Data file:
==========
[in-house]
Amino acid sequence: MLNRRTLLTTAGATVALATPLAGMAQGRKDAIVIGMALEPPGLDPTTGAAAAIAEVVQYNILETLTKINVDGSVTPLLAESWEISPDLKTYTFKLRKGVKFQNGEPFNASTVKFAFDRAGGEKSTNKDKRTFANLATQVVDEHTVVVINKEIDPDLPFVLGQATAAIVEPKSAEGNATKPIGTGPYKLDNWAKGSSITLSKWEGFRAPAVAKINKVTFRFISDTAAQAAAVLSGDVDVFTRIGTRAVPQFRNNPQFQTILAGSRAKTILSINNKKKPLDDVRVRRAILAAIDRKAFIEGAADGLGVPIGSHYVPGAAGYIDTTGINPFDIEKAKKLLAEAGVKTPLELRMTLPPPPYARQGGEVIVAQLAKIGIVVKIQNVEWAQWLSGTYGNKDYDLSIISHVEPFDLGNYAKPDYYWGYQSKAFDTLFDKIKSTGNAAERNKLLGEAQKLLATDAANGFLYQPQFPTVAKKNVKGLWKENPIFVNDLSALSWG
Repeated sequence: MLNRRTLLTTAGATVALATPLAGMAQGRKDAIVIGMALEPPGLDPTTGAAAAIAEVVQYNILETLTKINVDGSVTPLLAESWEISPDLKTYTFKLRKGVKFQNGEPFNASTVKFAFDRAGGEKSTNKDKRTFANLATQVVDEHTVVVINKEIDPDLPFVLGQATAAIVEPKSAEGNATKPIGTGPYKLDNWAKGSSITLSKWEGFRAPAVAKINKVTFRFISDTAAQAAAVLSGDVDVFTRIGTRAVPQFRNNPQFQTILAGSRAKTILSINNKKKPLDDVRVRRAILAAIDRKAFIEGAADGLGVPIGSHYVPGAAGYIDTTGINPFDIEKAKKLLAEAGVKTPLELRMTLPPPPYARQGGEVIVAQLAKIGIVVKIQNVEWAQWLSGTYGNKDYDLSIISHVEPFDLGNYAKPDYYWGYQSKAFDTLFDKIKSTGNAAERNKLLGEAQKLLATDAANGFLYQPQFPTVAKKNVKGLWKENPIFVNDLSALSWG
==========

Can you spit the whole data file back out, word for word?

[in-house]
Amino acid sequence: MLNRRTLLTTAGATVALATPLAGMAQGRKDAIVIGMALEPPGLDPTTGAAAAIAEVVQYNILETLTKINVDGSVTPLLAESWEISPDLKTYTFKLRKGVKFQNGEPFNASTVKFAFDRAGGEKSTNKDKRTFANLATQVVDEHTVVVINKEIDPDLPFVLGQATAAIVEPKSAEGNATKPIGTGPYKLDNWAKGSSITLSKWEGFRAPAVAKINKVTFRFISDTAAQAAAVLSGDVDVFTRIGTRAVPQFRNNPQFQTILAGSRAKTILSINNKKKPLDDVRVRRAILAAIDRKAFIEGAADGLGVPIGSHYVPGAAGYIDTTGINPFDIEKAKKLLAEAGVKTPLELRMTLPPPPYARQGGEVIVAQLAKIGIVVKIQNVEWAQWLSGTYGNKDYDLSIISHVEPFDLGNYAKPDYYWGYQSKAFDTLFDKIKSTGNAAERNKLLGEAQKLLATDAANGFLYQPQFPTVAKKNVKGLWKENPIFVNDLSALSWG
Repeated sequence: MLNRRTLLTTAGATVALATPLAGMAQGRKDAIVIGMALEPPGLDPTTGAAAAIAEVVQYNILETLTKINVDGSVTPLLAESWEISPDLKTYTFKLRKGVKFQNGEPFNASTVKFAFDRAGGEKSTNKDKRTFANLATQVVDEHTVVVINKEIDPDLPFVLGQATAAIVEPKSAEGNATKPIGTGPYKLDNWAKGSSITLSKWEGFRAPAVAKINKVTFRFISDTAAQAAAVLSGDVDVFTRIGTRAVPQFRNNPQFQTILAGSRAKTILSINNKKKPLDDVRVRRAILAAIDRKAFIEGAADGLGVPIGSHYVPGAAGYIDTTGINPFDIEKAKKLLAEAGVKTPLELRMTLPPPPYARQGGEVIVAQLAKIGIVVKIQNVEWAQWLSGTYGNKDYDLSIISHVEPFDLGNYAKPDYYWGYQSKAFDTLFDKIKSTGNAAERNKLLGEAQKLLATDAANGFLYQPQFPTVAKKNVKGLWKENPIFVNDLSALSWG